Automated barriers like the Aegys TechGate prevent inadvertent access to the MR room while the door is open. Photo courtesy: Aegys
“To the degree that we can reduce these spurious alarms and make it so the detector goes off as infrequently as possible increases the psychological impact of when the alarm does go off,” he said. “It becomes a more meaningful event in which we can double check the person or people for whom the alarm went off.”
Joe Barwick and Steve Blacker, founders of MR safety company Aegys, said that ferromagnetic detectors should be viewed as information gathering tools that assist in decision-making for screening. “They have been designed to alarm on anomalies detected in proximity to the detectors that require conscientious review and follow-up. Additionally, they should be utilized or placed in areas that allow for proper reaction in advance of the entrance to the MR room.”
Choosing a detector for an MR environment requires an understanding of its capabilities and limits, and for the provider to communicate their expectations with the vendor.
“If a facility says, ‘We don’t want the detector to alarm on underwires,’ you have to recognize you probably also mean you don’t want it to alarm on cell phones, laryngoscope blades and possibly stethoscopes,” said Gilk. “They’ve created an expectation for themselves that today simply can’t be met by the technology. Something is going to give, so it’s important to be clear with ferromagnetic detection vendors what your expectations are.”
Safety, overall, is improving in the MR environment, with new regulations requiring appropriate labeling for devices like implants, performing reviews of items consistently within the proximity of the room and requiring staff and technologists to undergo certification programs. Encouraging patients to be honest about their medical history, particularly regarding implants is vital to MR safety. Having to search through medical records for verification is not always possible and it delays exams, wastes time and adds to staff workloads.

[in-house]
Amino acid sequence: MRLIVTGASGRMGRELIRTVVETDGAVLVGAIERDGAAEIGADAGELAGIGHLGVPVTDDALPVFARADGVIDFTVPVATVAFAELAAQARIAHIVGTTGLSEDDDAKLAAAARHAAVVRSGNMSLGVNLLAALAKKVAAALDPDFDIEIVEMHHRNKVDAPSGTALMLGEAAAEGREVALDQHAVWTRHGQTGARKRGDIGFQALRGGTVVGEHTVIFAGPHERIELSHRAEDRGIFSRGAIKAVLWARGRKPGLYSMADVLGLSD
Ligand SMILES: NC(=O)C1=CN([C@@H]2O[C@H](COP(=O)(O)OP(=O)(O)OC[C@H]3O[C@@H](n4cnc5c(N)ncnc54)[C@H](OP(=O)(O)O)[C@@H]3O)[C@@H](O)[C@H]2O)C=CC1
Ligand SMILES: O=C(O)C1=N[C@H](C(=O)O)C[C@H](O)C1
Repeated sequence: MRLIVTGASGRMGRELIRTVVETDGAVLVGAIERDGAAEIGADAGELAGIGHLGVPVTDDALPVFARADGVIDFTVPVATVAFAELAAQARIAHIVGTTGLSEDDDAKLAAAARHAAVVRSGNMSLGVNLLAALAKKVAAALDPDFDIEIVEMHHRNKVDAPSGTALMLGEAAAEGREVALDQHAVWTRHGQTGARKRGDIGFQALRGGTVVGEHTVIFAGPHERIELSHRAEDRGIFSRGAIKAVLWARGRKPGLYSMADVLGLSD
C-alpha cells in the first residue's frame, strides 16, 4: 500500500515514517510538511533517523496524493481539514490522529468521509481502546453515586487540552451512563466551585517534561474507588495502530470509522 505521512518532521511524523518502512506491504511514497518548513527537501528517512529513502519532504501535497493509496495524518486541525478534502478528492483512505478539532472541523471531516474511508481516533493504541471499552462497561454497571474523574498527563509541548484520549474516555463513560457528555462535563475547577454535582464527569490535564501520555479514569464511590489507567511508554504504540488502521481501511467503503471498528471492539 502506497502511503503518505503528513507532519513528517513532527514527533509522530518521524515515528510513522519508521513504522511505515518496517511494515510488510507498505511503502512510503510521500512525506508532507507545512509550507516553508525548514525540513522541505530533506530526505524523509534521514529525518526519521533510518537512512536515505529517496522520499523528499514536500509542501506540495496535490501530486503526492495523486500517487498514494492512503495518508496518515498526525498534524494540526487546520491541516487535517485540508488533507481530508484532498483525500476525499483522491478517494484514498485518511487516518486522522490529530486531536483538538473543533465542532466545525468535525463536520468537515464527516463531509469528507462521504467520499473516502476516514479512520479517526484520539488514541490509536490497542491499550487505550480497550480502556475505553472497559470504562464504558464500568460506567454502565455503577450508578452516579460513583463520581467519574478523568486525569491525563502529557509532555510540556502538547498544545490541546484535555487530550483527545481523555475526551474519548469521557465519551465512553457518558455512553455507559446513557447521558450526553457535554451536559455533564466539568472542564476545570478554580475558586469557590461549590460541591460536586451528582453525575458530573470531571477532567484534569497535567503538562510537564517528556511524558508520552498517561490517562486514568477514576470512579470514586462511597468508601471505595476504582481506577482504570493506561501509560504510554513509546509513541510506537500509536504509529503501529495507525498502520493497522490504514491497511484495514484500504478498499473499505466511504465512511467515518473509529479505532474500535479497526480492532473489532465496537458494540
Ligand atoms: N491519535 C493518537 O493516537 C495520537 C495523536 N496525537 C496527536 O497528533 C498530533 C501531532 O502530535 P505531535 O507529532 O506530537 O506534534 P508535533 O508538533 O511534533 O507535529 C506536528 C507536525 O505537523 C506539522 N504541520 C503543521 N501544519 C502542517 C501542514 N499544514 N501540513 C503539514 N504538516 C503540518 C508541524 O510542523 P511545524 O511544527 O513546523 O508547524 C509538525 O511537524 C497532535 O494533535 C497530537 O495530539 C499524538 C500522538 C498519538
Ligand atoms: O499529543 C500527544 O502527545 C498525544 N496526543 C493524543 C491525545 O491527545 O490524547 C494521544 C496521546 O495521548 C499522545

The SAFESCAN target scanner is a unique, handheld solution to ferromagnetic detection. Photo courtesy: Mednovus
As detector technology becomes increasingly sophisticated it is also being supported by new safety protocols enacted by safety organizations. The ACR Committee on MR Safety, for instance, just enacted a new 2019 recommendation for room caution barriers to be implemented to prevent inadvertent access to the MR room, while the door to it is open.
Kopp and Srb with Kopp Development welcome the enactment of these regulations but believe it is only one part of the equation. The other is the enforcement of them. “One of the things that we would like to see is not only policies and procedures implemented but ones that are enforced. Nobody would let technologists into the OR without certain steps he or she would have to take. In the magnet room, the technologist is in charge and needs to enforce policies and procedures for staff from other departments and patients, as well as for their own staff and themselves.”